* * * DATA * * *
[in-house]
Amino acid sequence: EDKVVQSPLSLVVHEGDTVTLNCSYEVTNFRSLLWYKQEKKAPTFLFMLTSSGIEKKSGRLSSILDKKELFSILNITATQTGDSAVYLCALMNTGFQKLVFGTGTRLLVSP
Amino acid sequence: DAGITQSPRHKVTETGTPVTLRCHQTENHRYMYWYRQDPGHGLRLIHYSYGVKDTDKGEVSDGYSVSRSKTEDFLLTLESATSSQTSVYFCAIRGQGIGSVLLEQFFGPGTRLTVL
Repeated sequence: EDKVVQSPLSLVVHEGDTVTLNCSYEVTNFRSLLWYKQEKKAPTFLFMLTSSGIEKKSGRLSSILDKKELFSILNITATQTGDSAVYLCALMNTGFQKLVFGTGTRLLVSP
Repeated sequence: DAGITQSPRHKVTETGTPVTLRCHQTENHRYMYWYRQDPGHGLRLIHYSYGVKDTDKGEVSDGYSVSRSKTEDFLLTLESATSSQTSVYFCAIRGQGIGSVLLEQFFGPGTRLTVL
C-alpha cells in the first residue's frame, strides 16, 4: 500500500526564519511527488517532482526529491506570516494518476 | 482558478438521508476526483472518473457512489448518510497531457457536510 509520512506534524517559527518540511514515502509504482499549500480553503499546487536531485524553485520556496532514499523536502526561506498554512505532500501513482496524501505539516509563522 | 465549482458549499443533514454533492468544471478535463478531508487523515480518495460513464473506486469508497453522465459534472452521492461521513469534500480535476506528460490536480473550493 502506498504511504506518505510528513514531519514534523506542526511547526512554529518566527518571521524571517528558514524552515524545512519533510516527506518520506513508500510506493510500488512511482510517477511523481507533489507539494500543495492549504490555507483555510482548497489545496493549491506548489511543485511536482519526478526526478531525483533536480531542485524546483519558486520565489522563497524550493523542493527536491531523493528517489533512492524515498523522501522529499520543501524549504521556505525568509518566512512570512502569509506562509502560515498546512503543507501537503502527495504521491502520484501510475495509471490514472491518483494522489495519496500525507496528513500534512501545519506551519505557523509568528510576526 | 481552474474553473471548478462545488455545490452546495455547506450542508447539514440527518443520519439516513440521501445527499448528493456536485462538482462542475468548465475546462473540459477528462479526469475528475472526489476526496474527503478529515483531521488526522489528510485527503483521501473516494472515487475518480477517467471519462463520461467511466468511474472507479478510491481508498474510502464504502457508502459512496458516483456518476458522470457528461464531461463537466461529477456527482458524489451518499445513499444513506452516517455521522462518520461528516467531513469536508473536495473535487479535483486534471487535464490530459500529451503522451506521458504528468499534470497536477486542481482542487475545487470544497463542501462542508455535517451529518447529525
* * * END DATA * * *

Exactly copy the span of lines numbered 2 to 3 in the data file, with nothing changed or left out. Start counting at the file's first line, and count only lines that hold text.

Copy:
Amino acid sequence: EDKVVQSPLSLVVHEGDTVTLNCSYEVTNFRSLLWYKQEKKAPTFLFMLTSSGIEKKSGRLSSILDKKELFSILNITATQTGDSAVYLCALMNTGFQKLVFGTGTRLLVSP
Amino acid sequence: DAGITQSPRHKVTETGTPVTLRCHQTENHRYMYWYRQDPGHGLRLIHYSYGVKDTDKGEVSDGYSVSRSKTEDFLLTLESATSSQTSVYFCAIRGQGIGSVLLEQFFGPGTRLTVL